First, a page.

Because through nature and nurture we each have different aptitudes, our physical limits and natural differences keep us grounded in reality and also draw us out of ourselves into relationships with others. A man might be able to subsist as an island or radical individualist, but he won’t thrive. St. John Chrysostom, in one of his homilies on 1 Corinthians, anticipated Adam Smith by several centuries when he noticed that managing scarcity compels us to cooperate: “Since men would not otherwise make up their mind to seek the things of their neighbor, except they were reduced to this necessity: therefore God has thus joined things together, and suffers them not to arrive at their own profit except they first travel through the profit of others."

Economic structures may have changed dramatically since Jesus’ time, but they serve the same purpose: to help us manage scarce resources in ways that prevent waste and have what we need for a good life. Before we can understand how to choose the good when making economic decisions, we must first understand our reality.

Too many of my freshmen students (to say nothing of society at large) can’t recognize this reality, regarding commerce with suspicion. It’s a “necessary evil” to make ends meet, but not an intrinsic good. My primary objective during the four years I spend with them is to change this fastidious mindset, so they see exchange as something human to be directed toward the good.

Here’s how Fr. Sirico’s simple approach enriches our understanding, taking as an example something dear to my heart as an entrepreneur and professor of entrepreneurship.

In his chapter on the parable of the talents, Sirico shows that “the Kingdom of God stands in direct rebuke to anyone who sees an intrinsic contradiction between business success and the Christian life” (p. 65). In the parable, a master entrusts his stewards with varying amounts of money to safeguard for him, and in the moment of reckoning praises those who used his initial investment to make a profit and sternly rebukes the one who merely buried the money to safeguard against losing any. Most readers correctly take Christ to be saying that no matter how gifted we are, what talents we have are to be put to use. Sirico notices that this applies to entrepreneurial talents too. In praising the stewards who make profit from their talents, Jesus seems to imply that “the ... making of a profit by the use of one’s entrepreneurial talent is not ... an inordinate desire. It is the proper employment of talent” (p. 74).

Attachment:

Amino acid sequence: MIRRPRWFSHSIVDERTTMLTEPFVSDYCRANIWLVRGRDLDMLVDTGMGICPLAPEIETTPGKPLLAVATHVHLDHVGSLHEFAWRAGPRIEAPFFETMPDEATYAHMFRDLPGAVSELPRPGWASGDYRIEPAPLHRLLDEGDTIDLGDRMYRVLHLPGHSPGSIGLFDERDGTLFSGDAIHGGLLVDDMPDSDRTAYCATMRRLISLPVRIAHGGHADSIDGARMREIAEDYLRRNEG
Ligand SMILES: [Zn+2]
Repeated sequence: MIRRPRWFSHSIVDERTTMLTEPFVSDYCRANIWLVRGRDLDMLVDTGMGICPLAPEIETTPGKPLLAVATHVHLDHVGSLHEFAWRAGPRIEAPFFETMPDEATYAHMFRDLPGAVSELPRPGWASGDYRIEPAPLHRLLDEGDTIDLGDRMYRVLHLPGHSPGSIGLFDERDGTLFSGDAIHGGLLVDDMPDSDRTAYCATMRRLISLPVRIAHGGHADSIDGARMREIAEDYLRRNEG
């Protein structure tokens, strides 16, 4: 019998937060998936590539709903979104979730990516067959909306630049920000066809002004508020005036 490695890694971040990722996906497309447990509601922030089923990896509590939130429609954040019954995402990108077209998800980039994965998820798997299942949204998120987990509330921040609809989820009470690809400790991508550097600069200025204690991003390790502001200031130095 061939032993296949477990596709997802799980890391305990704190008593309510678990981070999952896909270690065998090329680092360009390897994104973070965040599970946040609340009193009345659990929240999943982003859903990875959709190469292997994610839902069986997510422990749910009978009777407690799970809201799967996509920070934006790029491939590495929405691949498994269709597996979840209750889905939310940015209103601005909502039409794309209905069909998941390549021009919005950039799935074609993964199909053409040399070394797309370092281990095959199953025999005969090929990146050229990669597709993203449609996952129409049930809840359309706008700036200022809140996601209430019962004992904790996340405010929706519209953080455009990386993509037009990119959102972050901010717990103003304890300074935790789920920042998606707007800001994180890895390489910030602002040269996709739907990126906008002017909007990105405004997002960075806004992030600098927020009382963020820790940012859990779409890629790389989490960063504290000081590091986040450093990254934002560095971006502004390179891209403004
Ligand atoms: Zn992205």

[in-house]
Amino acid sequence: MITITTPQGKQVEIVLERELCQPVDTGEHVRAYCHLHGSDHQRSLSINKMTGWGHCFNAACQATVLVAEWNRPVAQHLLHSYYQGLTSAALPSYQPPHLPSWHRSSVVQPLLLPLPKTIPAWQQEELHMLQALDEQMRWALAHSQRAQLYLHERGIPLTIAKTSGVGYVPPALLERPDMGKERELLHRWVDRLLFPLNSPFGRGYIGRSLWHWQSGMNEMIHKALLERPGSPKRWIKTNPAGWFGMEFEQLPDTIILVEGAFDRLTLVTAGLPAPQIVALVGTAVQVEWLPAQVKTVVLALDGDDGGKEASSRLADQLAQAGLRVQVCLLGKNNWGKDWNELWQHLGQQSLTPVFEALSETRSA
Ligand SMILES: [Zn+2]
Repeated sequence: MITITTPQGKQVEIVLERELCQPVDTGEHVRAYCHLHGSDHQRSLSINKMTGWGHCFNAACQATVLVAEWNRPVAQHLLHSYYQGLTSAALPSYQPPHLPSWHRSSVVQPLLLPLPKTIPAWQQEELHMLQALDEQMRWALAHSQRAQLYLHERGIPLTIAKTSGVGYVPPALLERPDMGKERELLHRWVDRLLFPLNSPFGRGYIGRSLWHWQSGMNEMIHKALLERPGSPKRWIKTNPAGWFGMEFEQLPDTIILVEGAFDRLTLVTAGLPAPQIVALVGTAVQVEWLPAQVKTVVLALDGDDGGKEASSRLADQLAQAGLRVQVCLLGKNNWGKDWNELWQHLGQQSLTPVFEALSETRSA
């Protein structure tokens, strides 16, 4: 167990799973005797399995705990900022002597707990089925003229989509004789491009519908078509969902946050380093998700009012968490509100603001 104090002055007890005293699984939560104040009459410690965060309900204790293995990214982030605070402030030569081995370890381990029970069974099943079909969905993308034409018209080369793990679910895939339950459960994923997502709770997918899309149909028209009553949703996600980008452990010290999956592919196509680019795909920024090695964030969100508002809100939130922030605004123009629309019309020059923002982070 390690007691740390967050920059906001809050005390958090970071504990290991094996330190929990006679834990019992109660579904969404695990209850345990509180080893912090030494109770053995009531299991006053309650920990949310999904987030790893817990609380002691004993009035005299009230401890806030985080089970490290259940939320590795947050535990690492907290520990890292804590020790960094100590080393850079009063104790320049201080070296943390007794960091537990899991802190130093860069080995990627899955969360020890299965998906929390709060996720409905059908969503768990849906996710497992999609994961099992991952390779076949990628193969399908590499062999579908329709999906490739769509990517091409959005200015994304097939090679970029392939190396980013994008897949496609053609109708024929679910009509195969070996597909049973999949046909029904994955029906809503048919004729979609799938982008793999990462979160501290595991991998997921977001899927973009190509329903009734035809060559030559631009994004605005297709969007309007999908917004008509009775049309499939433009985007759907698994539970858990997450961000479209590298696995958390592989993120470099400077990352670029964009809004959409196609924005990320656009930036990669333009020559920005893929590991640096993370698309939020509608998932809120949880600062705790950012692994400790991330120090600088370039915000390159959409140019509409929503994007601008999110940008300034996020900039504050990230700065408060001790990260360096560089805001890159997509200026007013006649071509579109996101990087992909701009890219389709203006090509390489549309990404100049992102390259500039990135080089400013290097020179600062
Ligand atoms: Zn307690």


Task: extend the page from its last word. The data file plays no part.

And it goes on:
If only we could all learn earlier in life what talents God has given us. In my course for college freshmen, I challenge students to discover these. I find that the school system inhibits this kind of self-knowledge, imposing on young people a kind of uniformity. What sense does it make, and how fair is it, to encourage aptitudes for art or science, but to deprecate and suppress the talents for business?

The key to entrepreneurial success is to answer the question, “How may I help you?” The entrepreneur identifies people’s problems and uses his own talents to create a solution the customers find valuable. If that works well, the business is profitable. But there is no guarantee of success. In fact, fewer than 50% of new companies ever reach profitability, and usually the initial outlay comes from the entrepreneur herself. Sirico has great respect for the courage this represents: “Imagine what it must be like to pay out wages long before you have a clear idea whether you have accurately predicted that your business will eventually be profitable” (p. ?).

Fear of the unknown so often paralyzes people, as happens to the faithless steward, who is afraid to take any risk. More than their business success, what Christ seems to praise in the good stewards is the virtue it takes to overcome this paralyzing fear. Failure is a possibility, but it’s more noble to fail than never to try. It takes alertness to human need, a spirit of service, and courage to start a business.

“It’s the virtues of faith, hope, and confidence in the face of great odds and obstacles—not greed—that characterize the entrepreneur,” Sirico observes, and therefore our religious institutions and educators should “recognize entrepreneurship for what it is—a vocation, a calling in need of formation, maturation and clarity of mission”. Of course, as any other profession, it can be misdirected or corrupted by sin. All the more reason this set of talents mustn’t be buried but channeled toward good ends.

Tragic, then, that “many religious leaders speak and act as if the businessman’s use of his natural talents and resources to turn a profit is intrinsically immoral” (p. 73), helping to bury rather than form those very talents. This is but one of Sirico’s unique insights.

The Economics of the Parables makes for superbly inspiring reading. It ought to be required reading at any business school ... and seminary.

Andreas Widmer
Catholic University of America
Culture and SocietyPhilosophy and Religion